According to the MIT/BCG study, some businesses are adopting sustainability-driven management faster than others. Those companies that have embraced sustainability aggressively differ markedly from those who are cautiously wading into the sustainability water. We recently piloted our own assessment of how culture and leadership differentiates sustainability-embracing companies from those who take more cautious approaches. While the MIT BCG study looks at these differences at a high level, we launched this research program to dig down into the specifics of what distinguishes leaders who succeed with sustainability strategies from those who don’t. We consider this first assessment to be a pilot for a series of assessments which will yield practical ‘how-to’s for establishing the leadership and organizational culture to enable success. Here are some highlights of what we found in our first pilot project:
1. Craft a Clear Vision of Where You are Headed
Leaders of companies with far-reaching sustainability strategies have visions that are clearer than most leaders. Likewise, they are more capable of inspiring others. Leaders at the executive level act as the dynamic sponsors of the initiatives. They tend to be personally committed to the values of sustainability and more willing than others to reach out to stakeholders with their visions. Also, they are more likely to personally engage employees across the entire organization in the sustainability journey. “To get the most business value from sustainability, we need a senior leader to advocate for our strategy, according to Rob Frederick, VP of Corporate Responsibility at Brown-Forman, one of the leading producers and distributors of premium alcoholic beverages in the world. “Because companies tend to be siloed, implementation of sustainability strategies takes a leader who can see across the organization and put the various pieces of the sustainability puzzle together.”
Let’s face it. Most of us have a strong desire to participate in something meaningful. In Lynnette McIntire’s words, “People always want to do the right thing. They just may not know how to do it. Give them a part.” Leaders at the top who can build a compelling vision for a sustainable future will capture the hearts and minds of those who must support and implement it.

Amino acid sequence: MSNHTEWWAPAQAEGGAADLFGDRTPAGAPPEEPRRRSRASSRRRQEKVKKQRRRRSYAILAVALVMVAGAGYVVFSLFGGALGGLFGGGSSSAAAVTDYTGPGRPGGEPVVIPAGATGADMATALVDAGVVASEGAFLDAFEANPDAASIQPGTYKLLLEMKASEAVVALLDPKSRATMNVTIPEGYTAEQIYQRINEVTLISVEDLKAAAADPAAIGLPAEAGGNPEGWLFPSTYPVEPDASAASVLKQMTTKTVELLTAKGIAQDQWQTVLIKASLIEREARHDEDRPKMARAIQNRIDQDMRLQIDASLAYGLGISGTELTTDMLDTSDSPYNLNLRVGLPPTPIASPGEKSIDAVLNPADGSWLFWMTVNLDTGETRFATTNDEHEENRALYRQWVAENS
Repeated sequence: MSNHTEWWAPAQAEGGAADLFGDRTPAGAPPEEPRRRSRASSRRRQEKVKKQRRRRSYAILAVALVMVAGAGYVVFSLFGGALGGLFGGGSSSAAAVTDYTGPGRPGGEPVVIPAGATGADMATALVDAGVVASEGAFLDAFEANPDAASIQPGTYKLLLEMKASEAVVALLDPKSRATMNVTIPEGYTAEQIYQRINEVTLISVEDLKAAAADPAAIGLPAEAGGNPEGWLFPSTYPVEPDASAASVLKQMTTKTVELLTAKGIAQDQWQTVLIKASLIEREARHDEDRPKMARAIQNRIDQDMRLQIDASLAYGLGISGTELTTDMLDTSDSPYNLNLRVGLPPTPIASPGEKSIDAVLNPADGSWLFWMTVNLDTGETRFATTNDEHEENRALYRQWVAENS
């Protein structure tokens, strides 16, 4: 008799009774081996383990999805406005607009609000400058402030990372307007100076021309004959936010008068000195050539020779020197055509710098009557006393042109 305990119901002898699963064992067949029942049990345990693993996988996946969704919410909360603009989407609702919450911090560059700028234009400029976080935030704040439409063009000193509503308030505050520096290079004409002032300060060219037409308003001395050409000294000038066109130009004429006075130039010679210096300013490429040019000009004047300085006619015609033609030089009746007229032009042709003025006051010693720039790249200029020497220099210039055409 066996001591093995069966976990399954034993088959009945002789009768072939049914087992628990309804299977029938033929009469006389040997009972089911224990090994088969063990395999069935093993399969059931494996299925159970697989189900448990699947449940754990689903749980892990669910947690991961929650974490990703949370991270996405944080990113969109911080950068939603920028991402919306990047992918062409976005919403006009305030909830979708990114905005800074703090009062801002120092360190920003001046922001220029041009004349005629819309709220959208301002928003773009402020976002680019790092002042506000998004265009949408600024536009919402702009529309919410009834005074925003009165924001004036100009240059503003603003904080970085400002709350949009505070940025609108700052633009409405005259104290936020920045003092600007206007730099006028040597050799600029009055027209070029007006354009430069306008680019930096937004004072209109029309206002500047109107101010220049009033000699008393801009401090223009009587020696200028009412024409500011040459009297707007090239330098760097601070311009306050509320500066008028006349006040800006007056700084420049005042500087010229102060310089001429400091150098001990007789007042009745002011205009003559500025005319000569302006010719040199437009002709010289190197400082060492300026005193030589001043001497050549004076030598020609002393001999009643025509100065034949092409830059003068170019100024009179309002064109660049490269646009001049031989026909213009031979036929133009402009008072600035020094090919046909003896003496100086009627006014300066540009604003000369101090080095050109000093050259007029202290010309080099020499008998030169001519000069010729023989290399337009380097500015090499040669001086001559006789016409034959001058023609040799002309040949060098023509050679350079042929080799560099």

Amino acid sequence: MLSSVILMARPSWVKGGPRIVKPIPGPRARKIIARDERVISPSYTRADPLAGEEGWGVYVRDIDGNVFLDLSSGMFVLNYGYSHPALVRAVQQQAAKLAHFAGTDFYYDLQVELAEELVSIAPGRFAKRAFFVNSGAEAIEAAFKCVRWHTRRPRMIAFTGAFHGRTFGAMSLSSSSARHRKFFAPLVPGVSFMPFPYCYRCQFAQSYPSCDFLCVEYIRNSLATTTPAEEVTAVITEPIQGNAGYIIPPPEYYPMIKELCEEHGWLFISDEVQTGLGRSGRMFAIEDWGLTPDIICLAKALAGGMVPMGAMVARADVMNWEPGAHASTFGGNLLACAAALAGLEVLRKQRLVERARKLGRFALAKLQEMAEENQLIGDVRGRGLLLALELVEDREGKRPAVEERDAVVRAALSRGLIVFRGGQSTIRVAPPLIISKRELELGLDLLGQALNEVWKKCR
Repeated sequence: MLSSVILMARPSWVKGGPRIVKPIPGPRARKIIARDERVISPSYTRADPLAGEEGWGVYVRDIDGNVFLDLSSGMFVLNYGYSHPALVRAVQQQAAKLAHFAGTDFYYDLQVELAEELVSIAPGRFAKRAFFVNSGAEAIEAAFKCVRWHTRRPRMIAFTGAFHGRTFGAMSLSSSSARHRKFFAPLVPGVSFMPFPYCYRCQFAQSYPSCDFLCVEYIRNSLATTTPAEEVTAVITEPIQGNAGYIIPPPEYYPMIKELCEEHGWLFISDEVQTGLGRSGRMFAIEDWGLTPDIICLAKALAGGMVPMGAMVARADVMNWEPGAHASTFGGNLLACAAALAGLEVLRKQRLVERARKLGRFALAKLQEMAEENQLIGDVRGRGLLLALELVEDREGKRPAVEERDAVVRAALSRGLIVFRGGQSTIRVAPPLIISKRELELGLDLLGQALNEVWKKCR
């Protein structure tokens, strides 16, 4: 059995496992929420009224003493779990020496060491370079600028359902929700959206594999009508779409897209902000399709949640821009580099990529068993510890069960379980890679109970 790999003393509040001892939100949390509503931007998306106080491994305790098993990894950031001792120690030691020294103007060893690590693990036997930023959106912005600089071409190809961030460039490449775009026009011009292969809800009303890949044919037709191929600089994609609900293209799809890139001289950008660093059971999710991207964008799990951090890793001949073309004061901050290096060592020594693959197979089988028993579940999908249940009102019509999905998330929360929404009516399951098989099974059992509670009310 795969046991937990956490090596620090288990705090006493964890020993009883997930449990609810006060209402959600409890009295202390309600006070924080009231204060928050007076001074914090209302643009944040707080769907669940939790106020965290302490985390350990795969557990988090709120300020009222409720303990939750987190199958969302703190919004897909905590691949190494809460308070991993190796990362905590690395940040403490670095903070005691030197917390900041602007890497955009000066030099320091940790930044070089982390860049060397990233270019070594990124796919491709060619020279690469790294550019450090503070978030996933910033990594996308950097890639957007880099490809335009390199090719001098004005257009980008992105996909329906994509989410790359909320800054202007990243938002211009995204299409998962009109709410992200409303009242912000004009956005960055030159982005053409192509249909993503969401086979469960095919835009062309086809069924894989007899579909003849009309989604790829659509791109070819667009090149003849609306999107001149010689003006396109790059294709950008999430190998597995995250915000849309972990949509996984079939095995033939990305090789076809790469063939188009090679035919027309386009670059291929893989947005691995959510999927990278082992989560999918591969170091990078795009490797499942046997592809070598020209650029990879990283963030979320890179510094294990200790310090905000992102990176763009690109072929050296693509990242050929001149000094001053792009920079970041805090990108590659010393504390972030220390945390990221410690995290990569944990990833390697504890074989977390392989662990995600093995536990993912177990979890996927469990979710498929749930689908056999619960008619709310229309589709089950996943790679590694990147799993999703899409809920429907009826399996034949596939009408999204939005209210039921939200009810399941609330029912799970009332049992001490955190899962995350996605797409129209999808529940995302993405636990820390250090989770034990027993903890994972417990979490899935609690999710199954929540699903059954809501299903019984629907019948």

2. Create a Culture of Sustainability
Most companies will have to transform the way they do business to become sustaining organizations. For example, conventional boundaries between functional groups will shift. Profits at the expense of all else can no longer be the norm. Rewards must be realigned to reinforce behaviors that will support new policies and practices. In light of these necessary changes, it isn’t surprising that our study showed that a strong track-record with large-scale change differentiates the companies which are ahead of the pack with their sustainability efforts. Leaders who succeed in executing sustainability strategies take care to align their goals and their cultures on the front-end of their efforts. Because of the context within which sustainability strategies are implemented, even moderate targets require an organizational climate that embodies trust, collaboration, and tolerance for ambiguity. Leaders that succeed make sure that their organizations are change-ready.
3. Develop Collaborative Relationships
Sustainability cuts across many disciplines, and affects a lot of stakeholders both internal and external to the organization. Leaders that succeed approach the work from a holistic, systems perspective. For example, our study showed that the leaders of successful companies were better able to collaborate across untraditional boundaries. They form alliances with unusual partners such as their competitors and NGO’s and they encourage people within their organizations to seek out and learn from those who are outside of the organizational boundaries. And of course, collaboration begins at home.
Leading organizations towards sustainability isn’t easy. However, when leaders think about what they would like to leave as their legacy, most would be pleased to think that they contributed to their organizations’ successes through sustainable practices. Even though the path to sustainability is demanding, it is the responsibility of leaders to take the bold steps necessary to address the triple bottom line – people, planet and profits. These culture changes often seem daunting to leaders. However, they don’t have to do it all at once. As Daniel Goleman says “Visionary leaders tackle great challenges with grand consequences over long time spans.”
Dr. Kathleen Miller Perkins is a psychologist and is the CEO and owner of Miller Consultants , a firm specializing in organizational development, executive coaching and change management founded in 1980. In addition to managing the company, she continues to remain active in assisting client organizations in assessing and addressing the organizational culture and leadership requirements for executing sustainability strategy. She has delivered services to over 100 public and private sector companies. Dr. Miller’s client list includes organizations such as IBM, Toyota, BC Hydro, Brown -Forman, General Electric, Ashland Chemical, Ernst and Young, Bristol Myers Squibb and Kindred Health Care.